Main game choices can be found on twitter.com/dinnerparty_GM
Screenshots of off-twitter discussion (please excuse my friends – they got progressively more aggressive as the game went on)
(detective’s note taking)
(Mr.Kangaroo’s plan for Mission 4)
(having to put a time limit on my friends because they were pointing fingers at each other for 30 minutes)
(outsider curiosity [note: dem is my online moniker])
For this piece, I was mostly inspired by the documentary that we watched in class – The Institute. I loved the idea that you could take an ordinary, everyday setting and and give people a space in it where they were allowed to have a dramatic and exciting life, even if only for a moment. I also took note of how some of the former players said they felt in their interviews. I was particularly interested in how the players, despite being in the same space as usual, felt like they were special or that there was something different from them.
With this in mind, I set out to find a space to intervene in. I knew I wanted to try something out on a social media platform (just something I had always been curious about), but I wanted it to be something that captured the essence of everyday life. At this point, my mind drifted over to twitter.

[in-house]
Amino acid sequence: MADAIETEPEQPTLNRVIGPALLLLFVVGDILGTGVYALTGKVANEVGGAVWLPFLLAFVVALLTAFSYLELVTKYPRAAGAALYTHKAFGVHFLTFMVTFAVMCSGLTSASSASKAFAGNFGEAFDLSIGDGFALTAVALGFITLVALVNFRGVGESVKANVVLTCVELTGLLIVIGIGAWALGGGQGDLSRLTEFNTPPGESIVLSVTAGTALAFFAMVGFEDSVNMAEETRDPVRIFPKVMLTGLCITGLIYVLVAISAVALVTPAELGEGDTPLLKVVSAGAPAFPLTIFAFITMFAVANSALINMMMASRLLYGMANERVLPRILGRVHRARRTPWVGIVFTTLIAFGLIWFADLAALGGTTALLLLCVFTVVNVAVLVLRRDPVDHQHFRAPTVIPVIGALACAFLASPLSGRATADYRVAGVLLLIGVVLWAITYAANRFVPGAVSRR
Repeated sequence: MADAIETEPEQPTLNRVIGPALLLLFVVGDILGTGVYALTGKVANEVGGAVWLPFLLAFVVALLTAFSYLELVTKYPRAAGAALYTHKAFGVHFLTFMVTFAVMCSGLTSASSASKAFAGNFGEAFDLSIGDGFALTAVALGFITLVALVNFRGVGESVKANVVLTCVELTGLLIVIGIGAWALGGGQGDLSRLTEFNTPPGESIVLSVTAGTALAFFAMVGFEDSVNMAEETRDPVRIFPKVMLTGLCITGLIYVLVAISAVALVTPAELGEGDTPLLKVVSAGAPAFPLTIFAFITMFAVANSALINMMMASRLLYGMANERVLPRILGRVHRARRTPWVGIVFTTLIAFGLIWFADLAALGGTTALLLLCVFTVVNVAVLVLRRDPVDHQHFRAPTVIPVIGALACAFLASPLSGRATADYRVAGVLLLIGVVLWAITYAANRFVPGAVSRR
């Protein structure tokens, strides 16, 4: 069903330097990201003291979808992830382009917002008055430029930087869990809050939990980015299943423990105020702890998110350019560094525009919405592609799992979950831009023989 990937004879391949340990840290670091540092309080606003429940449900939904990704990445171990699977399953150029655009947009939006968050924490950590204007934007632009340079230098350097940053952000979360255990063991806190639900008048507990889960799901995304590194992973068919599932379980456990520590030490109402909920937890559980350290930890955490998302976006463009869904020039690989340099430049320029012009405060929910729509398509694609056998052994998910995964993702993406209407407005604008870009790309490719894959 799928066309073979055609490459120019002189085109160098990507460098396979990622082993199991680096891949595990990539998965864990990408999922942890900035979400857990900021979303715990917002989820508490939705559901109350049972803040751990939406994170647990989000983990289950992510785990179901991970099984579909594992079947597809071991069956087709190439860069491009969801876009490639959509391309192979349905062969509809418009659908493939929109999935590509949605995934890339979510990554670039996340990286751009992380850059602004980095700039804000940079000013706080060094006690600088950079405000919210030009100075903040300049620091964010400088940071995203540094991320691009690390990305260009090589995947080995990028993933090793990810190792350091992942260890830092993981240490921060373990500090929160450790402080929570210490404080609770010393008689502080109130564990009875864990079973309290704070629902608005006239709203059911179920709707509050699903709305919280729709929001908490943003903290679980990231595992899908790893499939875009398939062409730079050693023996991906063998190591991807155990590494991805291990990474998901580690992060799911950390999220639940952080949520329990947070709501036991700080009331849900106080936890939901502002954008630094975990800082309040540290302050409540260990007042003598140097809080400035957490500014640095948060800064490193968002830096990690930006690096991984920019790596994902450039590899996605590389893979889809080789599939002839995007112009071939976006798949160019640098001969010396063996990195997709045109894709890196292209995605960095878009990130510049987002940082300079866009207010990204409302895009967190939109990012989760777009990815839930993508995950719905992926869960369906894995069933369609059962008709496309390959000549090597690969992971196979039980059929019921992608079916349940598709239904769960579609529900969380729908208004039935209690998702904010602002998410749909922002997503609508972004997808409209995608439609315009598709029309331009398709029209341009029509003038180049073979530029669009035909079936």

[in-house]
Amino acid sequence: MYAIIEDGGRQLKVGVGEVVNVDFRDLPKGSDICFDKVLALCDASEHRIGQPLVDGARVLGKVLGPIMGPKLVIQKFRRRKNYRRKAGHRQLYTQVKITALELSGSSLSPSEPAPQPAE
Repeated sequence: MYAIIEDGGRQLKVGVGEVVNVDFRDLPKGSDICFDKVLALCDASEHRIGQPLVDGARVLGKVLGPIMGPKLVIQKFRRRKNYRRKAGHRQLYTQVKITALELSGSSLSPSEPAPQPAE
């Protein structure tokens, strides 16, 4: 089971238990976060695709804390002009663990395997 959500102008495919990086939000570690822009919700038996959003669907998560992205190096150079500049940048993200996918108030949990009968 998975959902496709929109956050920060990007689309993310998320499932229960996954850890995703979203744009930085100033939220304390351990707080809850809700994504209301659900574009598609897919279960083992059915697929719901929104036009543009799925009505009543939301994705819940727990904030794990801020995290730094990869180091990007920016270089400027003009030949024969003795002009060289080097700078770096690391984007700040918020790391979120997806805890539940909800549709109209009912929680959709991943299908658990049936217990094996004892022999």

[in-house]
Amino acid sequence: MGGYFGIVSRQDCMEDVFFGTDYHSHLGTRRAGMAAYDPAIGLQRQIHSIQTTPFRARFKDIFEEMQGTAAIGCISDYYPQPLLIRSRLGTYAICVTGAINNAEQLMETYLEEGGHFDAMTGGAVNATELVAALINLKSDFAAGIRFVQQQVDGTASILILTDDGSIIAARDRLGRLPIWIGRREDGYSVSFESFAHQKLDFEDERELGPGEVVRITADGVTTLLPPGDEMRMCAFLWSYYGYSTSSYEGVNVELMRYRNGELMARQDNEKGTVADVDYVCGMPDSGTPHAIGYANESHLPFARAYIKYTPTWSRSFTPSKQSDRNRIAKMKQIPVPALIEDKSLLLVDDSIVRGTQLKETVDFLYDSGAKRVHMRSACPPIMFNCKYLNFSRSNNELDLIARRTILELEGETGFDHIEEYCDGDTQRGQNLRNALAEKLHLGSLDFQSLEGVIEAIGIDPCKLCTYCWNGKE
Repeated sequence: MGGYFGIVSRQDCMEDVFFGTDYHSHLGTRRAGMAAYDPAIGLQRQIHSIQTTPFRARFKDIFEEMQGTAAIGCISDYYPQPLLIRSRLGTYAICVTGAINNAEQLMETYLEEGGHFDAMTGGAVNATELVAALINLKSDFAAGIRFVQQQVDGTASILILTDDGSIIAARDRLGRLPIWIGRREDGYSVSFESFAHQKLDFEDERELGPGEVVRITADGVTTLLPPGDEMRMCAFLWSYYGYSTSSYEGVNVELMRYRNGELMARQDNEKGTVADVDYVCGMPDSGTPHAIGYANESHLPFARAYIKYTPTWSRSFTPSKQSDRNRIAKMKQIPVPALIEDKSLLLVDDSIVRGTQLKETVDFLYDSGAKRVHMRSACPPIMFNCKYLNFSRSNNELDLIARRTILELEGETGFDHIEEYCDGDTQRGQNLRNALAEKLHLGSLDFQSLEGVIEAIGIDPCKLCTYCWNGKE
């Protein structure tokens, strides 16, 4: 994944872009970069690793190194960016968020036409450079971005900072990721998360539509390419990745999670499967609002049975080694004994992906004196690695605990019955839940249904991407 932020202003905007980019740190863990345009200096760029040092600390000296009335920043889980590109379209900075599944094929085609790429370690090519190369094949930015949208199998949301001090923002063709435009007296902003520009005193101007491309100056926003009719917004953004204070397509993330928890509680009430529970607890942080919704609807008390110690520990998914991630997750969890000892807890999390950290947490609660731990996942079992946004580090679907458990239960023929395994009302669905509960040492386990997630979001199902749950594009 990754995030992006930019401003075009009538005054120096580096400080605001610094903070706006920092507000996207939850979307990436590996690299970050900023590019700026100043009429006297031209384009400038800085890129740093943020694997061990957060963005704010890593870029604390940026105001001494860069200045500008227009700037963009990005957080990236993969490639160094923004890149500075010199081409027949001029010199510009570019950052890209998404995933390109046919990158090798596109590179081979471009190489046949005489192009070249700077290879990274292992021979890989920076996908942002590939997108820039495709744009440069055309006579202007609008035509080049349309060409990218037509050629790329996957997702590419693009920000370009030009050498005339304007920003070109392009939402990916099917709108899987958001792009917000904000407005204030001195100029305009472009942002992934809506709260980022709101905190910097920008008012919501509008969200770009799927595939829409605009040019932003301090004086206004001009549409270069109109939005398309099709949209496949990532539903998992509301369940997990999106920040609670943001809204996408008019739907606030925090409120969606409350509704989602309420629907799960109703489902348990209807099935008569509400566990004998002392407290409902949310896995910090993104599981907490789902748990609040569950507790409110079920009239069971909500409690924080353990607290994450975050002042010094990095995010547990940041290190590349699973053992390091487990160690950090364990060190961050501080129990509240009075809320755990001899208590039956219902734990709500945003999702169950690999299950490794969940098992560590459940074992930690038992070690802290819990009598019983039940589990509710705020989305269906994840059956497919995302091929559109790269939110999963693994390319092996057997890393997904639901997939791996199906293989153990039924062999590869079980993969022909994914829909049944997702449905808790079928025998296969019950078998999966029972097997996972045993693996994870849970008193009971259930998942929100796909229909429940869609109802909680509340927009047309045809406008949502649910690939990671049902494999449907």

I’m not sure how everyone else uses twitter, but for me and my friends, I’ve noticed that we all use it as a sort of stream of consciousness, open diary sort of thing. The kind of place where you just chat about little thoughts that pop up throughout your day. With only 140 characters to spare, it’s pretty difficult to try and get theatrical on twitter – perfect for an intervention.
As I said earlier, I wanted to allow players to step into a big, dramatic setting. And what better what to do that than with a murder mystery? Using games like Mafia and Avalon/The Resistance as a base, I made a game where players (hopefully) got to feel like detectives on a desperate search for a criminal. I made 5 unique twitter unique accounts for players to use – sort of an add on to give people that extra push into feeling as though they were stepping into a new role on a familiar website.
Gameplay was conducted on twitter and skype. I wanted to keep the twitter feed clean to preserve that theatrical sense, so I had them talk and debate over skype (easy considering we all had accounts anyways). My friends are fans of murder mystery type games, so they really got into their roles – the detective even going so far as to taking notes like an actual detective. Their enthusiasm spilled out into their personal twitters where their other friends started to grow curious and followed along as the game unfolded, creating a sort of spectacle out of it. I hadn’t anticipated this, but it made the game feel as though it were more of an intervention. Not only was this a unique space for players, but it was for spectators as well.